Civil unrest in the Solomon Islands: China to blame?

Many people have been killed in the violent anti-government protests in the Solomon Islands which began on 24 November 2021. During the unrest, buildings were set ablaze and shops looted by protesters angered by problems such as high unemployment and crowded housing.

The unrest followed protests by residents of Malaita who opposed a decision by the government in 2019 to formally recognise China instead of Taiwan. The peaceful protests against the government’s decision to recognize China over Taiwan turned violent as protesters attempted to storm Parliament. The government responded by deploying the police in which they used tear gas on the protesters and also requested neighbouring countries for support.

As a result, Australia and New Zealand deployed their Federal police and Defence troops while Papua New Guinea and Fiji dispatched peacekeepers.

Prime Minister Sogavare has resisted calls to resign, while a no confidence motion by the opposition was defeated in parliament on 6 December 2021. Sogavare’s decision to recognise China over Taiwan contributed to strains in relations between Malaita and the Solomon Islands government.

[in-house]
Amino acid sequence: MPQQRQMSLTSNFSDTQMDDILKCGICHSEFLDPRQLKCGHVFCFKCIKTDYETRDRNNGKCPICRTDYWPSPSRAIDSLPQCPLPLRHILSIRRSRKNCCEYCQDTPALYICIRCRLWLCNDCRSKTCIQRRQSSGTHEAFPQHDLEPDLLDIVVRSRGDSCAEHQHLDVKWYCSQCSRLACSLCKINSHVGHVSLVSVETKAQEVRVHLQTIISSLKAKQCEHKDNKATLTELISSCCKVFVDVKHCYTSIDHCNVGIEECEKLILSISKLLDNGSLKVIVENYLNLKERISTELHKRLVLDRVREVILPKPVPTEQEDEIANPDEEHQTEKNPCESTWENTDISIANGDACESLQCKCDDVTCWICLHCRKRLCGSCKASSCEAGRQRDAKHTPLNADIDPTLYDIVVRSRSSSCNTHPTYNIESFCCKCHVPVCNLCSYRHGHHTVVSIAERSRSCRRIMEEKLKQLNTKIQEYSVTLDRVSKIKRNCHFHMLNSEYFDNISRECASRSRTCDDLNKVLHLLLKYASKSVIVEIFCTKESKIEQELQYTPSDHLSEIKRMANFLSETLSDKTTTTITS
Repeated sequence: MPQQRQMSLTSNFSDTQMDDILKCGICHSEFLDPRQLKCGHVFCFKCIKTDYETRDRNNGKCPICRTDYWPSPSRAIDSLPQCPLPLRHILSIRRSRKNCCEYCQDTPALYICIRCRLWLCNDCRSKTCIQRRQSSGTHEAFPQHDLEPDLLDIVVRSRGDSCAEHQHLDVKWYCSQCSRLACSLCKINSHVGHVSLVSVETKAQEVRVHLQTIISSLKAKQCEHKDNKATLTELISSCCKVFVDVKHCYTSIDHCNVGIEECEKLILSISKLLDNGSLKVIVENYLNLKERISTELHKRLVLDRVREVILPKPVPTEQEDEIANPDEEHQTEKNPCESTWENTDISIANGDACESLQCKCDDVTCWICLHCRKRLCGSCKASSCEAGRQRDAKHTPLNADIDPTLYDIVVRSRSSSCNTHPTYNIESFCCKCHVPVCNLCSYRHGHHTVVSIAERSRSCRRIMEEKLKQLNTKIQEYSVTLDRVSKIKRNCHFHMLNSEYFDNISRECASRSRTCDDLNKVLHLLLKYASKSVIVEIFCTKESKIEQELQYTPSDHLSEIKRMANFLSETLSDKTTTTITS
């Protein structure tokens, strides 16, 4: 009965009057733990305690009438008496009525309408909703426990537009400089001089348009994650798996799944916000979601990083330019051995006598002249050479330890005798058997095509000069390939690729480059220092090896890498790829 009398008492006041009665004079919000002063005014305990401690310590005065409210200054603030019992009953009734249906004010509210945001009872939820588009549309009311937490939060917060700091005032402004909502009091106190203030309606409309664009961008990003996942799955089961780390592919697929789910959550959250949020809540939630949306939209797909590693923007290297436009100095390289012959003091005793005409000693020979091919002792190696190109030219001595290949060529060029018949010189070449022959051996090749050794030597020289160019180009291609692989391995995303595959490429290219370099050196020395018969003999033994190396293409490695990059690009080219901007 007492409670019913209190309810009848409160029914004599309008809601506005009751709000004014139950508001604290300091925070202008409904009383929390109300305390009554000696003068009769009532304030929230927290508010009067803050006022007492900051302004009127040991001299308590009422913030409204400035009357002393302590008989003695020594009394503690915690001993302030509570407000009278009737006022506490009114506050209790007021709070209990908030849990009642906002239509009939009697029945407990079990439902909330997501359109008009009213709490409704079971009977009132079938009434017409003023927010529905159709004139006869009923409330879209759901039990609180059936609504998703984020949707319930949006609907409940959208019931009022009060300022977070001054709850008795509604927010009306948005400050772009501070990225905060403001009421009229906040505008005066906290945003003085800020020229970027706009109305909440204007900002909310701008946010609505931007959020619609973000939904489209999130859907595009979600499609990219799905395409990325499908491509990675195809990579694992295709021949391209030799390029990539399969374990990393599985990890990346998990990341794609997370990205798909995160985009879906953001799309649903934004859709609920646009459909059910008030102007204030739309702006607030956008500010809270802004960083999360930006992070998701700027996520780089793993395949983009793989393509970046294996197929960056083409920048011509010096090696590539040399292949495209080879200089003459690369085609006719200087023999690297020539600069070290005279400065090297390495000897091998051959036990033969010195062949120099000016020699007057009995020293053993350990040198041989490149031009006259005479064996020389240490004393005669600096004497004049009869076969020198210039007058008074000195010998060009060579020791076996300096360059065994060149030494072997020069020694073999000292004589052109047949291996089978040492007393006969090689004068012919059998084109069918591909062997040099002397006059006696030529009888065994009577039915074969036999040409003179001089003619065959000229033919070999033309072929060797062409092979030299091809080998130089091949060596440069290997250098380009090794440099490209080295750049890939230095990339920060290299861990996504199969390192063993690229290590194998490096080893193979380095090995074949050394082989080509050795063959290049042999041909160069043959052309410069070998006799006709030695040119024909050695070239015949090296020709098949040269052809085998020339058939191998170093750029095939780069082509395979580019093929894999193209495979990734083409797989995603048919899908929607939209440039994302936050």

Malaita’s premier, Daniel Suidani, has banned Chinese companies from the province and accepted development aid from the United States. Sogavare said foreign powers had intervened because they did not want the Solomon Islands to have diplomatic relations with China.

Taiwan has denied any involvement in the unrest as the island nation becomes the centre of yet another geopolitical tussle involving big powers. Some island nations have switched allegiances to China with allegations of aid and infrastructure being promised to sway influence.

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